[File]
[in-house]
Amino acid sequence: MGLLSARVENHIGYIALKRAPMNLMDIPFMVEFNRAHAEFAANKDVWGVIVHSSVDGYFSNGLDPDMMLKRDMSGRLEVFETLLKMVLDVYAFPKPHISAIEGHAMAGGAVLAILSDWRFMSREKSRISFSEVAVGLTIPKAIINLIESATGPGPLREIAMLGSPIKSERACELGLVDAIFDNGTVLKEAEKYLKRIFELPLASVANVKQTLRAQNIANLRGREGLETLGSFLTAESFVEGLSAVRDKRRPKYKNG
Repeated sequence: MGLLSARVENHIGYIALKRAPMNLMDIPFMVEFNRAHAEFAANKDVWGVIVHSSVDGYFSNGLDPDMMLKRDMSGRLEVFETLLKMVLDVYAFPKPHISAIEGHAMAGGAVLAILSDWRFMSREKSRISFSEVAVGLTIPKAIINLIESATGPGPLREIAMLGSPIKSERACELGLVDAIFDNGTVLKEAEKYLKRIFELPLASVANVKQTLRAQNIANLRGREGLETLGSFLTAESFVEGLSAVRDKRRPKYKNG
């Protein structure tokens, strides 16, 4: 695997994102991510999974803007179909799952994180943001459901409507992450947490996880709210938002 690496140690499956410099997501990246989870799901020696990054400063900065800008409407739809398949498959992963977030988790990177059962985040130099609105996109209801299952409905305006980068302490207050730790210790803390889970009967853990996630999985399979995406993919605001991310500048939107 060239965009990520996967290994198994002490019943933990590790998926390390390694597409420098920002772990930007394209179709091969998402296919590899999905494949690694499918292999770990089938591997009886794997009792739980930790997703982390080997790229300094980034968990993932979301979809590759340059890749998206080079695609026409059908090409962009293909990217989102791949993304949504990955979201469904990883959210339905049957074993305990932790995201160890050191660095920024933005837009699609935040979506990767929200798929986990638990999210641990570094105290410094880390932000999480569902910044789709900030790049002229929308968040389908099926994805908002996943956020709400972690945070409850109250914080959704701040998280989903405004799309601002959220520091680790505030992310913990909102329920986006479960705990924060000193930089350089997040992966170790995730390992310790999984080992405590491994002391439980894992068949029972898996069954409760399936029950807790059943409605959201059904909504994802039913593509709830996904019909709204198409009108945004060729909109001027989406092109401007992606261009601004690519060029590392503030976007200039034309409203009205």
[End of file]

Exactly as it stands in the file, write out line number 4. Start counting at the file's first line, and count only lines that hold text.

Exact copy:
């Protein structure tokens, strides 16, 4: 695997994102991510999974803007179909799952994180943001459901409507992450947490996880709210938002 690496140690499956410099997501990246989870799901020696990054400063900065800008409407739809398949498959992963977030988790990177059962985040130099609105996109209801299952409905305006980068302490207050730790210790803390889970009967853990996630999985399979995406993919605001991310500048939107 060239965009990520996967290994198994002490019943933990590790998926390390390694597409420098920002772990930007394209179709091969998402296919590899999905494949690694499918292999770990089938591997009886794997009792739980930790997703982390080997790229300094980034968990993932979301979809590759340059890749998206080079695609026409059908090409962009293909990217989102791949993304949504990955979201469904990883959210339905049957074993305990932790995201160890050191660095920024933005837009699609935040979506990767929200798929986990638990999210641990570094105290410094880390932000999480569902910044789709900030790049002229929308968040389908099926994805908002996943956020709400972690945070409850109250914080959704701040998280989903405004799309601002959220520091680790505030992310913990909102329920986006479960705990924060000193930089350089997040992966170790995730390992310790999984080992405590491994002391439980894992068949029972898996069954409760399936029950807790059943409605959201059904909504994802039913593509709830996904019909709204198409009108945004060729909109001027989406092109401007992606261009601004690519060029590392503030976007200039034309409203009205």